Ban on homemade fabric masks comes into effect in French schools

·1-min read

As the winter holidays begin in parts of France, including major cities like Bordeaux, Clermont-Ferrand and Lyon, updated Covid-19 regulations, particularly the banning of artisanal cloth masks, have come into force in schools. Authorities will initially make suitable masks available to children whose families cannot afford them.

New measures to slow the spread of Covid-19 infections came into force in French schools on Monday 8 February.

The most significant change concerns the wearing of masks, obligatory for all school children over the age of 6 since last October.

Under the new regulations, only category 1 masks, those which filter 90 percent or above of air-borne particles, can be worn in French educational establishments.

The decision follows last month's recommendation from the Public Health Authority that homemade cloth masks should be banned. Such face coverings filter no more than 70 percent of particles, according to authorities.

Not all cloth masks are equal

The new rules do not ban all fabric masks outright, but concern only those made at home. There are several brands of category 1 fabric masks available, clearly recognisable by a logo which indicates the level of filtration, and the number of times the mask can be washed and re-used.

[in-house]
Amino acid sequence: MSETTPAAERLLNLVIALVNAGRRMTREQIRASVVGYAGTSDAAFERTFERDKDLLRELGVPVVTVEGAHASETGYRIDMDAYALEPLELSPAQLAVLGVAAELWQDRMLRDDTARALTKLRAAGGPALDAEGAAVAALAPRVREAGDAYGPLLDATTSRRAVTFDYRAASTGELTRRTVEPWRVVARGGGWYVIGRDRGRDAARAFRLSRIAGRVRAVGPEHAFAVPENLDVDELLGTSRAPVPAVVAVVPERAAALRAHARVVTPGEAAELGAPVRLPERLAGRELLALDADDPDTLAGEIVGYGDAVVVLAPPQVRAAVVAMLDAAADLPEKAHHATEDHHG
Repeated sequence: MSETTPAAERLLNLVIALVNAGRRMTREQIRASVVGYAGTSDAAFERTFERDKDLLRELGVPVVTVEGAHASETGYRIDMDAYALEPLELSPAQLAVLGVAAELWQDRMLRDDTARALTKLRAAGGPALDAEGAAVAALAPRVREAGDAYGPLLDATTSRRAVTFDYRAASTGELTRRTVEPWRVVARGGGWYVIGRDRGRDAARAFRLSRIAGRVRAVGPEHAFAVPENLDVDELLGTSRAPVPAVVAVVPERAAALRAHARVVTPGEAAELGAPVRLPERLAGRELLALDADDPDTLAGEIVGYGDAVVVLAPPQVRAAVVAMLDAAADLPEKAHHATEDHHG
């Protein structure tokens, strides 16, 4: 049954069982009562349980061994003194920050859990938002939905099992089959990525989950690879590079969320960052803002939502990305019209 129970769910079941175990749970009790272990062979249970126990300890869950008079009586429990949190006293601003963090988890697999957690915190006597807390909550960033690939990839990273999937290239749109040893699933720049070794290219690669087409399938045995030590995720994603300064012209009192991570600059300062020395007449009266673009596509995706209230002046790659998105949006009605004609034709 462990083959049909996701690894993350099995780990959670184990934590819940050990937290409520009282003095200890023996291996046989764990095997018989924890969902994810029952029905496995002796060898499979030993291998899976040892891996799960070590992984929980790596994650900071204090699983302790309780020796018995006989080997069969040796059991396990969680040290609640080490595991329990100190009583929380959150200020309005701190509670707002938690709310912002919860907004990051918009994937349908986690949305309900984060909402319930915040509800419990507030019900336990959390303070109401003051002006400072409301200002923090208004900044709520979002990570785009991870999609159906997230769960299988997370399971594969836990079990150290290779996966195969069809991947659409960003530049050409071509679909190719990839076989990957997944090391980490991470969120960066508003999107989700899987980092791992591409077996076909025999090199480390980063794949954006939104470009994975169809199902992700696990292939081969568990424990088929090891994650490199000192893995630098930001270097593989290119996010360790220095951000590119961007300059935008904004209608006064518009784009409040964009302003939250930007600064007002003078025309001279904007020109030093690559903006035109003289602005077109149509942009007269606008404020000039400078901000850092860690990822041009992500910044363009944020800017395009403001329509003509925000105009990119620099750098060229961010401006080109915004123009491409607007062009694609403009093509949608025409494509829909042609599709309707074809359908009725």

The new regulations do not specify any penalties for the families of children who arrive at their schools equipped with incorrect masks. The decision to admit students remains at the discretion of individual school principals.

Families have already been warned about the change. Many schools have promised to make suitable masks available at the entrance for an initial period. Families whose children repeatedly show up with incorrect face-coverings may have to be contacted directly.